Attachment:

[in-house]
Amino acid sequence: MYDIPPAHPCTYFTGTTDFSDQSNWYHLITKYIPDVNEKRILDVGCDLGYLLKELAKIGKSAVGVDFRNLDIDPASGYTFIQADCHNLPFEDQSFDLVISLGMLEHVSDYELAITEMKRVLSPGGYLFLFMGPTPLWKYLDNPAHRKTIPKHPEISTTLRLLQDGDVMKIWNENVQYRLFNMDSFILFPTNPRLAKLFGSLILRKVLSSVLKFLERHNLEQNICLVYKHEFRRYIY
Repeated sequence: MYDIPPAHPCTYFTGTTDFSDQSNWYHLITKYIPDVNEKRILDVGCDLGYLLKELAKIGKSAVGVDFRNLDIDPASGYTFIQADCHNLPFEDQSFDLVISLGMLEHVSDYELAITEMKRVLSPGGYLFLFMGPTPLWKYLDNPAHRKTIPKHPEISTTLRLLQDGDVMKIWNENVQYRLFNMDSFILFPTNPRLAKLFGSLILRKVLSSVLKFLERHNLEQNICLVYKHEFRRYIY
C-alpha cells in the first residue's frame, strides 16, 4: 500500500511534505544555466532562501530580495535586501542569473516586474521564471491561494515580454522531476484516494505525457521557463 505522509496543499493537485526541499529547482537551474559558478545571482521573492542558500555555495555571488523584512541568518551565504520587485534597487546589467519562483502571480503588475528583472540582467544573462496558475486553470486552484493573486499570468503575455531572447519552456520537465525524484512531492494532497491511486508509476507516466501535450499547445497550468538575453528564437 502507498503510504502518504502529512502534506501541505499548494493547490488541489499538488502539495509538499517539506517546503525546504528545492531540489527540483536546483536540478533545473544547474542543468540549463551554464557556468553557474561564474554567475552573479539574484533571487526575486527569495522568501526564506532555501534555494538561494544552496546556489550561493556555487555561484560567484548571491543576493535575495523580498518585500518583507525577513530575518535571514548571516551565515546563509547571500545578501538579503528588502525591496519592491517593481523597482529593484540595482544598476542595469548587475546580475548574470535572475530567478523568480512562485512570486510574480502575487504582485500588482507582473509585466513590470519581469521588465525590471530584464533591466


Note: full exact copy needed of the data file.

[in-house]
Amino acid sequence: MYDIPPAHPCTYFTGTTDFSDQSNWYHLITKYIPDVNEKRILDVGCDLGYLLKELAKIGKSAVGVDFRNLDIDPASGYTFIQADCHNLPFEDQSFDLVISLGMLEHVSDYELAITEMKRVLSPGGYLFLFMGPTPLWKYLDNPAHRKTIPKHPEISTTLRLLQDGDVMKIWNENVQYRLFNMDSFILFPTNPRLAKLFGSLILRKVLSSVLKFLERHNLEQNICLVYKHEFRRYIY
Repeated sequence: MYDIPPAHPCTYFTGTTDFSDQSNWYHLITKYIPDVNEKRILDVGCDLGYLLKELAKIGKSAVGVDFRNLDIDPASGYTFIQADCHNLPFEDQSFDLVISLGMLEHVSDYELAITEMKRVLSPGGYLFLFMGPTPLWKYLDNPAHRKTIPKHPEISTTLRLLQDGDVMKIWNENVQYRLFNMDSFILFPTNPRLAKLFGSLILRKVLSSVLKFLERHNLEQNICLVYKHEFRRYIY
C-alpha cells in the first residue's frame, strides 16, 4: 500500500511534505544555466532562501530580495535586501542569473516586474521564471491561494515580454522531476484516494505525457521557463 505522509496543499493537485526541499529547482537551474559558478545571482521573492542558500555555495555571488523584512541568518551565504520587485534597487546589467519562483502571480503588475528583472540582467544573462496558475486553470486552484493573486499570468503575455531572447519552456520537465525524484512531492494532497491511486508509476507516466501535450499547445497550468538575453528564437 502507498503510504502518504502529512502534506501541505499548494493547490488541489499538488502539495509538499517539506517546503525546504528545492531540489527540483536546483536540478533545473544547474542543468540549463551554464557556468553557474561564474554567475552573479539574484533571487526575486527569495522568501526564506532555501534555494538561494544552496546556489550561493556555487555561484560567484548571491543576493535575495523580498518585500518583507525577513530575518535571514548571516551565515546563509547571500545578501538579503528588502525591496519592491517593481523597482529593484540595482544598476542595469548587475546580475548574470535572475530567478523568480512562485512570486510574480502575487504582485500588482507582473509585466513590470519581469521588465525590471530584464533591466